It was a mixed week for U.S. stocks last week. While the Nasdaq had a terrible week, dropping 5.52%, the Dow stayed positive with a 0.01% gain. The S&P 500 split the difference and fell 3.05%.

The market downturn was not limited to the United States; foreign stocks also had a challenging week, with developed country markets witnessing a 2.33% drop and emerging markets experiencing a more significant 3.6% fall.

Bond prices also dipped as the yield on the benchmark 10-year Treasury rose to 4.63%. Overall, bonds fell about 0.6% for the week.

In the real asset space, we saw real estate decline by around 3.3%, whereas commodities increased by around 0.13%. This was led by gold, which rose 1.67%, versus a 3.29% decline in oil prices. The U.S. dollar strengthened about 0.2%.




A Dangerous Leap – The famous stunt performer Evel Knievel once said, “Risk is good. Not properly managing your risk is a dangerous leap.”

When applied to investing, I couldn’t agree more with that statement. Risk is necessary for investing. Without risk, you don’t get a return. But if you don’t manage that risk appropriately, it could also result in disaster.

That’s why we use a process called Risk Aware Investing to better understand and manage risk to our advantage. To do this, we utilize indicators, which are kind of like guideposts that help us determine the overall risk level in the market.

So, what are the guideposts saying now?

Well, for the first time in several months, the stock market is on the defensive, and that means we’ve started to see some deterioration in a few of our price-based indicators.

For example, the chart below shows that we recently got a “sell” signal from an indicator that measures momentum reversals in the stock market. Specifically, it uses a calculation called the 252-day rate of change of the S&P 500 (smoothed by ten days) and compares it to its rolling 63-day standard deviation bands to determine when momentum is beginning to shift.



Best case scenario? We see this measure turn around and neutralize the recent “sell” signal. It’s done this multiple times over the past few months as the market has pushed higher, and it could certainly happen again.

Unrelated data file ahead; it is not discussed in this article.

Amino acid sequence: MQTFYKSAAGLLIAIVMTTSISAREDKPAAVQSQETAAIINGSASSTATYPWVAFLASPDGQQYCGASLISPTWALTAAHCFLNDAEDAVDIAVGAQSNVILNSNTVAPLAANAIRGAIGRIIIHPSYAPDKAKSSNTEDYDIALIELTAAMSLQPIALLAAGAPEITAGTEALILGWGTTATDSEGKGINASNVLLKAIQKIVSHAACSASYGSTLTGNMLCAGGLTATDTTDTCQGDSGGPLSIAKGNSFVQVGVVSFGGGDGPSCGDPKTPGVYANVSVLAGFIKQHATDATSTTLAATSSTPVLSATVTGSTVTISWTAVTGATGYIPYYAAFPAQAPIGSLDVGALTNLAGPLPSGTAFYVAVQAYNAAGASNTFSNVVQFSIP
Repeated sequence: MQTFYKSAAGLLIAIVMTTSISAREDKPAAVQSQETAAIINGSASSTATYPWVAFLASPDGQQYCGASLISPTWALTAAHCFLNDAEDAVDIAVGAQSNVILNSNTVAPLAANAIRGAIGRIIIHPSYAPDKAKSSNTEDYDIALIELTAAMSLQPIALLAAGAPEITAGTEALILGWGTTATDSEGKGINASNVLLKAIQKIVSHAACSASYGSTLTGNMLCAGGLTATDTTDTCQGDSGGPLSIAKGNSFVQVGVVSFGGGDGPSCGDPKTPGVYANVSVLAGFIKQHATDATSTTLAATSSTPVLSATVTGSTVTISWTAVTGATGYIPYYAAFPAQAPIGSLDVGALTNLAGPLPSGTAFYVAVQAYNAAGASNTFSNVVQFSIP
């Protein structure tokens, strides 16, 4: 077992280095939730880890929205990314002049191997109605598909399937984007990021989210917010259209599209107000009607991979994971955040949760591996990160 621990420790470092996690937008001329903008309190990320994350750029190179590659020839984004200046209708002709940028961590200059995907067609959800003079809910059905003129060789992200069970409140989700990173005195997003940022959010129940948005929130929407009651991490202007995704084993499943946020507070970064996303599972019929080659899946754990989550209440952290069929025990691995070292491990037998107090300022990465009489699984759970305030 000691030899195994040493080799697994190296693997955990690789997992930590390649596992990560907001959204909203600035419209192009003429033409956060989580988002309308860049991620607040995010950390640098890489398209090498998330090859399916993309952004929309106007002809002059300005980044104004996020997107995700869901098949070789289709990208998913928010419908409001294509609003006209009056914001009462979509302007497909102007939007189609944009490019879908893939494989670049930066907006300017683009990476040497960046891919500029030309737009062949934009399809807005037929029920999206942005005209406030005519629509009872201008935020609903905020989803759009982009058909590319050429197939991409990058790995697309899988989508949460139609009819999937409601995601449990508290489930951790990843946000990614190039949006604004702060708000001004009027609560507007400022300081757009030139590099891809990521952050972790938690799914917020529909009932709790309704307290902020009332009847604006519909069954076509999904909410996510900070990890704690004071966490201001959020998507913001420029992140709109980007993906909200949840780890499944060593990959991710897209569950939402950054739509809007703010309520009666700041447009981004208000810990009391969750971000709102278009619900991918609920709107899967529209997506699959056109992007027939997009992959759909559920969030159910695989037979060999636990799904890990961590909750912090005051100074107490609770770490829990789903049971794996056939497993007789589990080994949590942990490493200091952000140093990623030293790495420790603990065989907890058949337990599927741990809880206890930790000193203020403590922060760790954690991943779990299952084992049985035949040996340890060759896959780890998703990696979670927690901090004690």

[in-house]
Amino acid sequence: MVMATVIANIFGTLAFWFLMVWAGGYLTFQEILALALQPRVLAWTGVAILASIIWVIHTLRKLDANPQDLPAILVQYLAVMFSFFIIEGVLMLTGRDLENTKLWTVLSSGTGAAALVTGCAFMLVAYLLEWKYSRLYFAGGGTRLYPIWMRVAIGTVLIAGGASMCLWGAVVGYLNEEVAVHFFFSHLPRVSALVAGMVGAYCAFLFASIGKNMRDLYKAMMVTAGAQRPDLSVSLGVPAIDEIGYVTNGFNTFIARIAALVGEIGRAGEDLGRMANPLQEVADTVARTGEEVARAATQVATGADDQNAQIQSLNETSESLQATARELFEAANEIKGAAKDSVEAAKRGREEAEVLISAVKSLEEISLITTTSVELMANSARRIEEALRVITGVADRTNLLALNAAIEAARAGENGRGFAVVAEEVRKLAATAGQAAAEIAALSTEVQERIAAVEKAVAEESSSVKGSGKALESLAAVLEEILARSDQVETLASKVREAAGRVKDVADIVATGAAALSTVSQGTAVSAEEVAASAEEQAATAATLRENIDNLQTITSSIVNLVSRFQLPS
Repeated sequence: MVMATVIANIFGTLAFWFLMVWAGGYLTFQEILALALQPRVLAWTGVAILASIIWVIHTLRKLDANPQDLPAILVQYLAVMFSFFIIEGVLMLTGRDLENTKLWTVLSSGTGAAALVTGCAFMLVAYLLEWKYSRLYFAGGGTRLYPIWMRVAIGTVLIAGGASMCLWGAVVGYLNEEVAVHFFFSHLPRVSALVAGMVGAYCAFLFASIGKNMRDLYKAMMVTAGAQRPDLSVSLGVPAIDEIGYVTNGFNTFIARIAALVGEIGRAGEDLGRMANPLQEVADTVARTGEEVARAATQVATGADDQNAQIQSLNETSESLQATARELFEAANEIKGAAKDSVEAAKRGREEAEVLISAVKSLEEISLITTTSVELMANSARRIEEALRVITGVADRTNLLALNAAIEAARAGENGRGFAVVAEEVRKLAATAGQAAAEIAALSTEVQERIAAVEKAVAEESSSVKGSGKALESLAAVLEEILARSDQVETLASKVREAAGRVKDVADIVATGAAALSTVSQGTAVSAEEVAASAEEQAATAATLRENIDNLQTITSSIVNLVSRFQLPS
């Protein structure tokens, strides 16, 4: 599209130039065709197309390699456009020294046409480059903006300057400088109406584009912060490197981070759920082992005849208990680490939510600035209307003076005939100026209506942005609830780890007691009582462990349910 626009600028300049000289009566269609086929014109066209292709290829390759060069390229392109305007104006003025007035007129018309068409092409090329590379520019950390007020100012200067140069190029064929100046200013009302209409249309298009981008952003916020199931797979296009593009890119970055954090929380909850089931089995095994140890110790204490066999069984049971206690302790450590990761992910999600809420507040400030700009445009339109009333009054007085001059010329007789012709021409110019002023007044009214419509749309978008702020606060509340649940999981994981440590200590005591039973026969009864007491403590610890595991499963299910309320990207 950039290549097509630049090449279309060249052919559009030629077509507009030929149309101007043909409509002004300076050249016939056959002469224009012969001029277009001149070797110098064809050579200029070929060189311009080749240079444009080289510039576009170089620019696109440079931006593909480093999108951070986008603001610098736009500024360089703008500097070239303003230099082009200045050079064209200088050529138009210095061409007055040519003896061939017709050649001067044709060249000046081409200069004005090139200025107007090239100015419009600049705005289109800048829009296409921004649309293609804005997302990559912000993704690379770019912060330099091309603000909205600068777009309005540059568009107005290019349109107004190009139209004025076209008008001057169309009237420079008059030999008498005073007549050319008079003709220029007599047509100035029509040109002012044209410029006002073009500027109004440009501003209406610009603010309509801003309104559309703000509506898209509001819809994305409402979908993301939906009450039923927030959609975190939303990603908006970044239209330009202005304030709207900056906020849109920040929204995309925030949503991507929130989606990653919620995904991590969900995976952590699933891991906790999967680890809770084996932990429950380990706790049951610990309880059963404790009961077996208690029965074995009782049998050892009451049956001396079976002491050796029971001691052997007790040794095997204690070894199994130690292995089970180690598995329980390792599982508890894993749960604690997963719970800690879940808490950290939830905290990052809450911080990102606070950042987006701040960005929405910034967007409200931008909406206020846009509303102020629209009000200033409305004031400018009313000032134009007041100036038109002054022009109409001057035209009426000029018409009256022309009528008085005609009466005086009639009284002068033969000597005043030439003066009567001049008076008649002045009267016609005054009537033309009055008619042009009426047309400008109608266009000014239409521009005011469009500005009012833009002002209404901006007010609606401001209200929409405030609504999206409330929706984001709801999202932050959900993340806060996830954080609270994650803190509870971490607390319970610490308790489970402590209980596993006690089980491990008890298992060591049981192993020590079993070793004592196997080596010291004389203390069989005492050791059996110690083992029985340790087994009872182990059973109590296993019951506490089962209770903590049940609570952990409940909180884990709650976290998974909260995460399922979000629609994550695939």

However, there is one area that could keep the market from regaining its footing, and this has to do with the next chart showing the S&P 500’s Price-to-Earnings ratio. This is a metric commonly used to determine whether the market is overvalued or not. As you can see, it jumped into the upper zone last quarter, suggesting that stocks are now overvalued after the recent rally.



Does this mean stocks are now doomed? Of course not. Stocks can stay overvalued by such measures for a very long time. But eventually, the P/E ratio does tend to revert to its long-run average, either by prices decreasing or earnings increasing.

Which brings us to the next chart. Maybe prices won’t have to drop as much if earnings increase? Well, according to the middle clip of the chart below, S&P 500 earnings are expected to grow nearly 13% year-over-year by the end of the year. More so, the momentum—or point change—of that earnings growth is expected to stay positive (bottom clip).



Historically, stocks have loved those sorts of bullish earnings conditions. But you know what else stocks love? A golden cross. A golden cross is a term used to describe a technical condition in which a stock market index, like the S&P 500, has a 50-day average price higher than its 200-day average price. As you can see on the chart below, that remains the case.



The fact that the S&P 500’s current index level of 4967 is below its 50-day average of 5118 is slightly concerning. However, if we look at market history, a threat to the market’s long-term uptrend isn’t really at risk until we see the 50-day average level drop below its much longer 200-day average level.

That’s where taking market risk becomes what Knievel would call a “dangerous leap.” But for now, the bottom line is that the weight of the evidence continues to point to a moderately “safe” or bullish environment for risk assets like stocks.


This is intended for informational purposes only and should not be used as the primary basis for an investment decision.  Consult an advisor for your personal situation.

Indices mentioned are unmanaged, do not incur fees, and cannot be invested into directly. 

Past performance does not guarantee future results.

The S&P 500 Index, or Standard & Poor’s 500 Index, is a market-capitalization-weighted index of 500 leading publicly traded companies in the U.S.


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